PhotoFunia allows you to create amazing photo collages and spruce up your pictures with different effects in seconds and for absolutely free. Who could ask for more? What's that? Book related, you're saying? Now would I be blogging about this if that weren't one of the many options you are offered? *shakes head in disbelieve*

Here's one of my favorite selfies from way back when ... if you ask me, the combination "me + old book" totally rocks!



Were you already familiar with PhotoFunia? Which of the many effects would you choose for a profile picture or just to generally play around with? 

November 17, 2014

Monday Five's - Why I'd rather read on a Kindle than a physical book! (Part II)

Last week I let you in on why I prefer to hold an actual book in my hands, the kind that trees had to die for. While my reasons for this more traditional approach to reading described in Part I are something not easily surpassed by an eReader, these sleek gadgets do have a thing or two going for them too. I guess what it all boils down to is that I do like them both, each for different reasons. Now why is that? Here are my main reasons why eReading rocks.


I
The storage of a gazillion books that don't take up any physical space.

II
The ease with which you can read 1.200+ pages monster tomes.

III
The gratification of instant downloads.

IV
The option to change font sizes.

V
The forests that don't get chopped down to make books.*
*Though, admittedly, I have no clue how "environmentally friendly" the production of an eReader is.

Do you prefer reading on an eReader or are you a die-hard fan of physical books? What advantages do you appreciate about a Kindle or Nook? And if you had to choose to only read physical books or eBooks, which would you go for? Please share!

November 15, 2014

Gratitude Giveaways (Open WW)


Welcome to the Gratitude Giveaways (November 15th - 30th)

How about showing your love for literature by sending a bookish postcard to friends and family? To get you started I'm giving away the winner's choice of one of these boxed postcard collections from Penguin.

100 Book Covers in One Box
100 Writers in One Box
Please note: This giveaway is open worldwide, but only for countries TBD offers free shipping to - please check here.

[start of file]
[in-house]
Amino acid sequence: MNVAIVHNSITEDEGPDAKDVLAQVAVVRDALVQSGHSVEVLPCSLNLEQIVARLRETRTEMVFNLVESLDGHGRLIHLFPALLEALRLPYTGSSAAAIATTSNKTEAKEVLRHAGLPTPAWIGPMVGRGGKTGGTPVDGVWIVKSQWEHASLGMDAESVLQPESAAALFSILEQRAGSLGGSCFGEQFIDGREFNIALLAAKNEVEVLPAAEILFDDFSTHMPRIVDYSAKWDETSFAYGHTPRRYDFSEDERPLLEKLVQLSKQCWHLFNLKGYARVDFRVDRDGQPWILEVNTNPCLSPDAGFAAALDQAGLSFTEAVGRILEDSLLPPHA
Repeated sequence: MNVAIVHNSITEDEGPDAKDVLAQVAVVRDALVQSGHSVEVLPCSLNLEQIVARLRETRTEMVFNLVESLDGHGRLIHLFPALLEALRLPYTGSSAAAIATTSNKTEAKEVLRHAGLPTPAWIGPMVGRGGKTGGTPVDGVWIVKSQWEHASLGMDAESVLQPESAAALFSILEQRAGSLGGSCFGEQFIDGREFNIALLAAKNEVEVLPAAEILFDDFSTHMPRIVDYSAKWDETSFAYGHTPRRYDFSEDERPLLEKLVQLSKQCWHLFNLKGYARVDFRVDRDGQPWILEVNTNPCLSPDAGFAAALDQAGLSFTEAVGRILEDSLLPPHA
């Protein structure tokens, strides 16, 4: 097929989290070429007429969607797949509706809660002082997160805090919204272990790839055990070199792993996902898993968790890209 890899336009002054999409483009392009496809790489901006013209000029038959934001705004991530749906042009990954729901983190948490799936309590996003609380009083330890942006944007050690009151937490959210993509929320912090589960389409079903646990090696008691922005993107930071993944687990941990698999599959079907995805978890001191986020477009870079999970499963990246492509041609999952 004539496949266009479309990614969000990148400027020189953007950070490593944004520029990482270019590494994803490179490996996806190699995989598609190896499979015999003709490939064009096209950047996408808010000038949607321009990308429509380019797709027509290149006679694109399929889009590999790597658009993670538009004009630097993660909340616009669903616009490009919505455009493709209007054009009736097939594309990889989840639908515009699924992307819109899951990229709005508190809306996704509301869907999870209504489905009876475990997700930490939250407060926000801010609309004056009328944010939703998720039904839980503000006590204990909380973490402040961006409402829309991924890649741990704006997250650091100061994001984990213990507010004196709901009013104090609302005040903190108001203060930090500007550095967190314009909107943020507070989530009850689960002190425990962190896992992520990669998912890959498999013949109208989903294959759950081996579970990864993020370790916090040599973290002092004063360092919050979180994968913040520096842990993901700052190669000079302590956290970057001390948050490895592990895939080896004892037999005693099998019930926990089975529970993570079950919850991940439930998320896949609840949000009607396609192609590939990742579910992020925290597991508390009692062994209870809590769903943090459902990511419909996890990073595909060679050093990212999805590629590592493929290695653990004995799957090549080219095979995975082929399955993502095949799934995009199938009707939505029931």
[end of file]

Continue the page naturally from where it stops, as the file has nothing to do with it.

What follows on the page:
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November 14, 2014

Non-Fiction Friday - Come Home at Once

Come Home at Once
(Guy Atkins)
November 13th 2014, Bantam Press


For more than a decade, Guy Atkins has collected postcards sent by the Edwardians. In this incredible treasury of 100 cards, he shares the very best from his collection. From the tantalising, to the hilarious, to the downright shocking, this compendium shines a light on an extraordinary phenomenon of communication.
At half the price of sending a letter, and with same-day delivery in urban areas, Britain became obsessed with the postcard between 1902 and 1914. By the outbreak of the First World War, the Post Office was delivering close to a billion cards a year. In fact, the speedy delivery meant Edwardian postcards were the text messages of their day!
Come Home at Once presents an intriguing piece of social history. In it, Guy explains just what made the postcard such an Edwardian sensation, what it really meant to tilt your stamp and how same-day delivery made Edwardian postcards completely different from the postcards we know today.

November 12, 2014

Quote Garden - There is not a particle of life which does not bear poetry within it ...

An author in his book must be like God in the universe, present everywhere and visible nowhere.

You must write for yourself, above all. That is your only hope of creating something beautiful.

Do not read, as children do, to amuse yourself, or like the ambitious, for the purpose of instruction. No, read in order to live.

The art of writing is the art of discovering what you believe.

I am irritated by my own writing. I am like a violinist whose ear is true, but whose fingers refuse to reproduce precisely the sound he hears within.

Gustave Flaubert

November 10, 2014

Monday Five's - Why I'd rather read a physical book than on a Kindle! (Part I)

I still remember how I refused to get an eReader for a very long time. Of course, things change quite easily in this techno-crazed world and in my case I simply couldn't bare reading books for review on the computer screen another minute. So I purchases my first eReader. My eyes thanked me and I had to admit that this was actually a pretty neat gadget.
Meanwhile I progressed to my second eReader, a Kindle, and while I do enjoy reading on it, I wouldn't want to miss holding an actual dead-tree-variety of a book in my hand. And here are the main reasons why I hold physical books dear.


I
The wonderful sensation of turning pages.

II
The olfactory delight of sniffing (old) books.

III
The eye-candy that a pretty cover offers.

IV
The ability to easily sneak a peek at the last page. *wink*

V
No risk of the battery running out.

Watch out for next week's Part II where I'll let you in on the reasons why I'd sometimes rather read on a Kindle than a physical book.

Do you prefer reading physical books or are you an eReader convert? What do you miss the most when reading on a Kindle or Nook compared to a "real" book? And in case you don't even own an eReader yet, what are your reasons? Please share!

November 7, 2014

Non-Fiction Friday - Regulating Desire

Regulating Desire: From the Virtuous Maiden to the Purity Princess
(J. Shoshanna Ehrlich)